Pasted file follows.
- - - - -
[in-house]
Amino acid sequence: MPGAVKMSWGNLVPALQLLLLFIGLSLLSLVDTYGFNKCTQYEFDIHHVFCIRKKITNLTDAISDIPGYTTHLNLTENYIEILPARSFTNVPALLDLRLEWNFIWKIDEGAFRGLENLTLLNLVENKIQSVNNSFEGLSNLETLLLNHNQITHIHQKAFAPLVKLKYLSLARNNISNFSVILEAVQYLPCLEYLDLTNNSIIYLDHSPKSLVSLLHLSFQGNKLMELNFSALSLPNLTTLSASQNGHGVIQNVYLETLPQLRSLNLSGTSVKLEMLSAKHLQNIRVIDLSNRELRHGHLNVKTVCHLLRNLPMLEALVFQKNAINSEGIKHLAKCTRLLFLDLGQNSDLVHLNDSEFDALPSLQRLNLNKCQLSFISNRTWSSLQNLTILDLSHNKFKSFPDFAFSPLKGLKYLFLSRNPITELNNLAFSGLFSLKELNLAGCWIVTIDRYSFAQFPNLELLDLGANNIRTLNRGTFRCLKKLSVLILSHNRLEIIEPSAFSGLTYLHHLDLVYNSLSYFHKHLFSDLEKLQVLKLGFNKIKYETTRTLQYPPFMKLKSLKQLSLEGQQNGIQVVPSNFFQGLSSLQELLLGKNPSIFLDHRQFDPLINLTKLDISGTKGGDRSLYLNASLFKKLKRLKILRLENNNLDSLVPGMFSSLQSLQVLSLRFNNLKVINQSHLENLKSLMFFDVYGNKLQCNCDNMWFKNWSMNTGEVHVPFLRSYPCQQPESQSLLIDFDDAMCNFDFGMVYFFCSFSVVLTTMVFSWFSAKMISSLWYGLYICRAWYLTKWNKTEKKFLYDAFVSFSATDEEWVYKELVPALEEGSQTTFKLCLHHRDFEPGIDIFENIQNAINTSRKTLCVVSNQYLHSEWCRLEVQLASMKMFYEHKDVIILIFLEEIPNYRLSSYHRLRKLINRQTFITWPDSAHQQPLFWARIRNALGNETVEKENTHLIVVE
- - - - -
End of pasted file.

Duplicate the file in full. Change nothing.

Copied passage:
[in-house]
Amino acid sequence: MPGAVKMSWGNLVPALQLLLLFIGLSLLSLVDTYGFNKCTQYEFDIHHVFCIRKKITNLTDAISDIPGYTTHLNLTENYIEILPARSFTNVPALLDLRLEWNFIWKIDEGAFRGLENLTLLNLVENKIQSVNNSFEGLSNLETLLLNHNQITHIHQKAFAPLVKLKYLSLARNNISNFSVILEAVQYLPCLEYLDLTNNSIIYLDHSPKSLVSLLHLSFQGNKLMELNFSALSLPNLTTLSASQNGHGVIQNVYLETLPQLRSLNLSGTSVKLEMLSAKHLQNIRVIDLSNRELRHGHLNVKTVCHLLRNLPMLEALVFQKNAINSEGIKHLAKCTRLLFLDLGQNSDLVHLNDSEFDALPSLQRLNLNKCQLSFISNRTWSSLQNLTILDLSHNKFKSFPDFAFSPLKGLKYLFLSRNPITELNNLAFSGLFSLKELNLAGCWIVTIDRYSFAQFPNLELLDLGANNIRTLNRGTFRCLKKLSVLILSHNRLEIIEPSAFSGLTYLHHLDLVYNSLSYFHKHLFSDLEKLQVLKLGFNKIKYETTRTLQYPPFMKLKSLKQLSLEGQQNGIQVVPSNFFQGLSSLQELLLGKNPSIFLDHRQFDPLINLTKLDISGTKGGDRSLYLNASLFKKLKRLKILRLENNNLDSLVPGMFSSLQSLQVLSLRFNNLKVINQSHLENLKSLMFFDVYGNKLQCNCDNMWFKNWSMNTGEVHVPFLRSYPCQQPESQSLLIDFDDAMCNFDFGMVYFFCSFSVVLTTMVFSWFSAKMISSLWYGLYICRAWYLTKWNKTEKKFLYDAFVSFSATDEEWVYKELVPALEEGSQTTFKLCLHHRDFEPGIDIFENIQNAINTSRKTLCVVSNQYLHSEWCRLEVQLASMKMFYEHKDVIILIFLEEIPNYRLSSYHRLRKLINRQTFITWPDSAHQQPLFWARIRNALGNETVEKENTHLIVVE